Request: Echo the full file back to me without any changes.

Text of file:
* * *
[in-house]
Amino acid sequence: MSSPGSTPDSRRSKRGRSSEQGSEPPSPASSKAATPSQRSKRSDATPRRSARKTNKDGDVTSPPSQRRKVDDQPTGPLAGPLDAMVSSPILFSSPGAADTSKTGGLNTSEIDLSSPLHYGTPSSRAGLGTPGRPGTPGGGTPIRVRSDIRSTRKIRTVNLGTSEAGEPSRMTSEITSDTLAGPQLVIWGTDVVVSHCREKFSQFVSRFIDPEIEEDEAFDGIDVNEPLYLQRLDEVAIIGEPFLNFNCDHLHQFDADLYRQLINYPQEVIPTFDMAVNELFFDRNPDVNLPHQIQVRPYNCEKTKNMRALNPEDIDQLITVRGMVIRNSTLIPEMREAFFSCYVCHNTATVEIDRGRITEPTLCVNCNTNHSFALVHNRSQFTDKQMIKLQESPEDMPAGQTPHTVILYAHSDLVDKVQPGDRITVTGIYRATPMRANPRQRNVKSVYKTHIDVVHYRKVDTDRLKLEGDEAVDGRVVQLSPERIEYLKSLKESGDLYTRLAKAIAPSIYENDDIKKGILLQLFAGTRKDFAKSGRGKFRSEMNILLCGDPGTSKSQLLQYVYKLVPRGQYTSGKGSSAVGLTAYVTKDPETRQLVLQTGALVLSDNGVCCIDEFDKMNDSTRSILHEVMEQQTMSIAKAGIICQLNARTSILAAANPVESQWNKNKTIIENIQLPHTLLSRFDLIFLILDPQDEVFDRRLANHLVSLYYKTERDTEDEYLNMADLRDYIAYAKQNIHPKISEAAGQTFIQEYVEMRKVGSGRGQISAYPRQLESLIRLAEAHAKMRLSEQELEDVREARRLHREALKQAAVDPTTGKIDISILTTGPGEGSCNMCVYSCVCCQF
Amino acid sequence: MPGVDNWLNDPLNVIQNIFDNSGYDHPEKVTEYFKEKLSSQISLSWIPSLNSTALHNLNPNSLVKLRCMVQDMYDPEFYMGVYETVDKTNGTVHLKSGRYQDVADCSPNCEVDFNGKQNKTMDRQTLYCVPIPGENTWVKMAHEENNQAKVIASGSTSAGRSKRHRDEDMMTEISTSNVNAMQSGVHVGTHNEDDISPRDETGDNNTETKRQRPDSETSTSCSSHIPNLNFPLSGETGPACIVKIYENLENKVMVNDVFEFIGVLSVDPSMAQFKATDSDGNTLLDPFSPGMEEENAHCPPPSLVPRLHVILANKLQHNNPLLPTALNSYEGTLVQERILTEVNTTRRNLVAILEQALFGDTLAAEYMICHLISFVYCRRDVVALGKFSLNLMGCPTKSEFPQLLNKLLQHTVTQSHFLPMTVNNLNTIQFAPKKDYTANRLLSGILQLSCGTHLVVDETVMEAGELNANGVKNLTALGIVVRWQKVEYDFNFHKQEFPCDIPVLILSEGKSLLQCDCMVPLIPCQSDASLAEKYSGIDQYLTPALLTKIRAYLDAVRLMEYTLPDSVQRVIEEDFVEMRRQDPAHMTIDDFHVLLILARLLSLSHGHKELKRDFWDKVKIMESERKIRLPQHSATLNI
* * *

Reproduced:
[in-house]
Amino acid sequence: MSSPGSTPDSRRSKRGRSSEQGSEPPSPASSKAATPSQRSKRSDATPRRSARKTNKDGDVTSPPSQRRKVDDQPTGPLAGPLDAMVSSPILFSSPGAADTSKTGGLNTSEIDLSSPLHYGTPSSRAGLGTPGRPGTPGGGTPIRVRSDIRSTRKIRTVNLGTSEAGEPSRMTSEITSDTLAGPQLVIWGTDVVVSHCREKFSQFVSRFIDPEIEEDEAFDGIDVNEPLYLQRLDEVAIIGEPFLNFNCDHLHQFDADLYRQLINYPQEVIPTFDMAVNELFFDRNPDVNLPHQIQVRPYNCEKTKNMRALNPEDIDQLITVRGMVIRNSTLIPEMREAFFSCYVCHNTATVEIDRGRITEPTLCVNCNTNHSFALVHNRSQFTDKQMIKLQESPEDMPAGQTPHTVILYAHSDLVDKVQPGDRITVTGIYRATPMRANPRQRNVKSVYKTHIDVVHYRKVDTDRLKLEGDEAVDGRVVQLSPERIEYLKSLKESGDLYTRLAKAIAPSIYENDDIKKGILLQLFAGTRKDFAKSGRGKFRSEMNILLCGDPGTSKSQLLQYVYKLVPRGQYTSGKGSSAVGLTAYVTKDPETRQLVLQTGALVLSDNGVCCIDEFDKMNDSTRSILHEVMEQQTMSIAKAGIICQLNARTSILAAANPVESQWNKNKTIIENIQLPHTLLSRFDLIFLILDPQDEVFDRRLANHLVSLYYKTERDTEDEYLNMADLRDYIAYAKQNIHPKISEAAGQTFIQEYVEMRKVGSGRGQISAYPRQLESLIRLAEAHAKMRLSEQELEDVREARRLHREALKQAAVDPTTGKIDISILTTGPGEGSCNMCVYSCVCCQF
Amino acid sequence: MPGVDNWLNDPLNVIQNIFDNSGYDHPEKVTEYFKEKLSSQISLSWIPSLNSTALHNLNPNSLVKLRCMVQDMYDPEFYMGVYETVDKTNGTVHLKSGRYQDVADCSPNCEVDFNGKQNKTMDRQTLYCVPIPGENTWVKMAHEENNQAKVIASGSTSAGRSKRHRDEDMMTEISTSNVNAMQSGVHVGTHNEDDISPRDETGDNNTETKRQRPDSETSTSCSSHIPNLNFPLSGETGPACIVKIYENLENKVMVNDVFEFIGVLSVDPSMAQFKATDSDGNTLLDPFSPGMEEENAHCPPPSLVPRLHVILANKLQHNNPLLPTALNSYEGTLVQERILTEVNTTRRNLVAILEQALFGDTLAAEYMICHLISFVYCRRDVVALGKFSLNLMGCPTKSEFPQLLNKLLQHTVTQSHFLPMTVNNLNTIQFAPKKDYTANRLLSGILQLSCGTHLVVDETVMEAGELNANGVKNLTALGIVVRWQKVEYDFNFHKQEFPCDIPVLILSEGKSLLQCDCMVPLIPCQSDASLAEKYSGIDQYLTPALLTKIRAYLDAVRLMEYTLPDSVQRVIEEDFVEMRRQDPAHMTIDDFHVLLILARLLSLSHGHKELKRDFWDKVKIMESERKIRLPQHSATLNI